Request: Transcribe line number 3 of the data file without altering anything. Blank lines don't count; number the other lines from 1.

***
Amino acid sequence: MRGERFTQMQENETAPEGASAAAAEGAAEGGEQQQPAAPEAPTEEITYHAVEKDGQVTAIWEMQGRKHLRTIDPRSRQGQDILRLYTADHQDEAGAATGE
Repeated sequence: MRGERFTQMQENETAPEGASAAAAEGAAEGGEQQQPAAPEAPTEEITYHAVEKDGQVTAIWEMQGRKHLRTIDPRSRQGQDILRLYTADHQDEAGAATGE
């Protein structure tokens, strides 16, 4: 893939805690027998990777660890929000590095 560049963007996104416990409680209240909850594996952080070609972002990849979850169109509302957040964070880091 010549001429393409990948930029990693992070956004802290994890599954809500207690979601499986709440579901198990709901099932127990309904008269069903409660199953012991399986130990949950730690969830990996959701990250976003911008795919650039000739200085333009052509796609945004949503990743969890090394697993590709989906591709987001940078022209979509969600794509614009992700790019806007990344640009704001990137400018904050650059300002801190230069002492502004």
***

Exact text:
């Protein structure tokens, strides 16, 4: 893939805690027998990777660890929000590095 560049963007996104416990409680209240909850594996952080070609972002990849979850169109509302957040964070880091 010549001429393409990948930029990693992070956004802290994890599954809500207690979601499986709440579901198990709901099932127990309904008269069903409660199953012991399986130990949950730690969830990996959701990250976003911008795919650039000739200085333009052509796609945004949503990743969890090394697993590709989906591709987001940078022209979509969600794509614009992700790019806007990344640009704001990137400018904050650059300002801190230069002492502004």